Using CSS to Create a Fixed Header

Fixed headers are a popular trend in web design, and adding one to your site can be as easy as adding a position: fixed line to your CSS, but often it’s a little more complicated than that. Some other styling factors you’ll need to consider are top, width, and z-index. It’s important that you set top to 0 if you want the header to be fixed to the very top of the page. Additionally, you’ll probably want to make the width of the header 100% if it isn’t already — the fixed header might look a little strange as you scroll down the page if it doesn’t take up with entire width of the screen. You should also definitely add a high z-index to ensure that the header scrolls over all of the content below it, not underneath it.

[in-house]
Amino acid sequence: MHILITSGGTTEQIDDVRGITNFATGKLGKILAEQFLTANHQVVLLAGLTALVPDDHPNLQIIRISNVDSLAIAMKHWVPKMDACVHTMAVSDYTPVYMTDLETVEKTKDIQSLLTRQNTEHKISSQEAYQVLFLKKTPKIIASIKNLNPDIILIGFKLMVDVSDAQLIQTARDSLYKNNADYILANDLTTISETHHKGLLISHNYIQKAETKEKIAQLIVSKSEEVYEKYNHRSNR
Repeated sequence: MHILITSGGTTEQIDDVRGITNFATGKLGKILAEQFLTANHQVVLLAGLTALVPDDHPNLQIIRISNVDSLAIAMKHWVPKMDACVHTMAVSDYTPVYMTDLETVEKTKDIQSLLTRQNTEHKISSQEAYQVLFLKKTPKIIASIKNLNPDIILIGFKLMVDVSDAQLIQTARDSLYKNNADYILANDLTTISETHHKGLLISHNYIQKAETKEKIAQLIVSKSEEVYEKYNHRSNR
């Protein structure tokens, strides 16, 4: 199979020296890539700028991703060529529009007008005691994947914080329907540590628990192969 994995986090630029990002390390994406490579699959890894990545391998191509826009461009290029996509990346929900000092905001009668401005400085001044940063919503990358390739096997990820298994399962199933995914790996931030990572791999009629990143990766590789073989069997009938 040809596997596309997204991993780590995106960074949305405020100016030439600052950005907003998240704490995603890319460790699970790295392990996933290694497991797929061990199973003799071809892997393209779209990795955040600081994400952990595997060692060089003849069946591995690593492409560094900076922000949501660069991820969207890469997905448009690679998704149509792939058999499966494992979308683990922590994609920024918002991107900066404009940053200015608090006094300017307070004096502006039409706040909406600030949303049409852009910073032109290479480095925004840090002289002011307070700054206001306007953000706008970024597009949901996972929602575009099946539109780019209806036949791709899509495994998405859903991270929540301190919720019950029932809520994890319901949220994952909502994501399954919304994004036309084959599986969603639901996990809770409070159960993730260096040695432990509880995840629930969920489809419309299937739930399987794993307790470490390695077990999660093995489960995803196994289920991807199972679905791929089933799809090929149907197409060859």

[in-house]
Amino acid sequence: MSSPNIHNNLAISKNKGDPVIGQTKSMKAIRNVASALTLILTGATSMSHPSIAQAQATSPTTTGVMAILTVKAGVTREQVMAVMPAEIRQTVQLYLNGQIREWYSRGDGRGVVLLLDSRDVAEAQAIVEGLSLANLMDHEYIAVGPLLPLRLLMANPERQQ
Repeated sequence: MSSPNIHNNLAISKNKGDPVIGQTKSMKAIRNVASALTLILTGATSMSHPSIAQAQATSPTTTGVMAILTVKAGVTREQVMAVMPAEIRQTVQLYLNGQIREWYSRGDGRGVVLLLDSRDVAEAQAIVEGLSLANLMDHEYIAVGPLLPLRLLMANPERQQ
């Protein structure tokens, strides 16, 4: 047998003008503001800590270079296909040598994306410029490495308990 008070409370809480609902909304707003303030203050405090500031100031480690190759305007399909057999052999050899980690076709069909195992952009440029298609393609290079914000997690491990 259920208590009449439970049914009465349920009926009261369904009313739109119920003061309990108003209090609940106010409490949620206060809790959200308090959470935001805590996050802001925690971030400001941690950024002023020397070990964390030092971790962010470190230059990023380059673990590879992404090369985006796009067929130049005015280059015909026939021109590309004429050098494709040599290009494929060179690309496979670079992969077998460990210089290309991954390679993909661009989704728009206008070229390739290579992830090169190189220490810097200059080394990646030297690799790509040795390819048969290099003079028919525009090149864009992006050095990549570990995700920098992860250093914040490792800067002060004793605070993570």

Here’s an example of what the typical CSS code might look like to make a header appear to be fixed.

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  1. .fixed-header{
  3. position: fixed;
  5. top: 0;
  7. width: 100%;
  9. z-index: 10000;
  11. }

If you’d like the header to be positioned statically or absolutely and then be fixed once you’ve scrolled past it, you can do this using simple jQuery and JavaScript to calculate the height of the area above the header, and have the fixed styling added dynamically to the header after the user has scrolled past that point. In the following example, #nav is the header, #top is the area above the header, and .fixed-header is the CSS class that contains the fixed positioning styling:


  1. var n = $("nav");
  2. var height = $('#top').height();
  4. $(window).scroll(function(){
  5. if($(this).scrollTop()>height){
  6. n.addClass("fixed-header");
  7. }
  8. else{
  9. n.removeClass("fixed-header");
  10. }
  11. })

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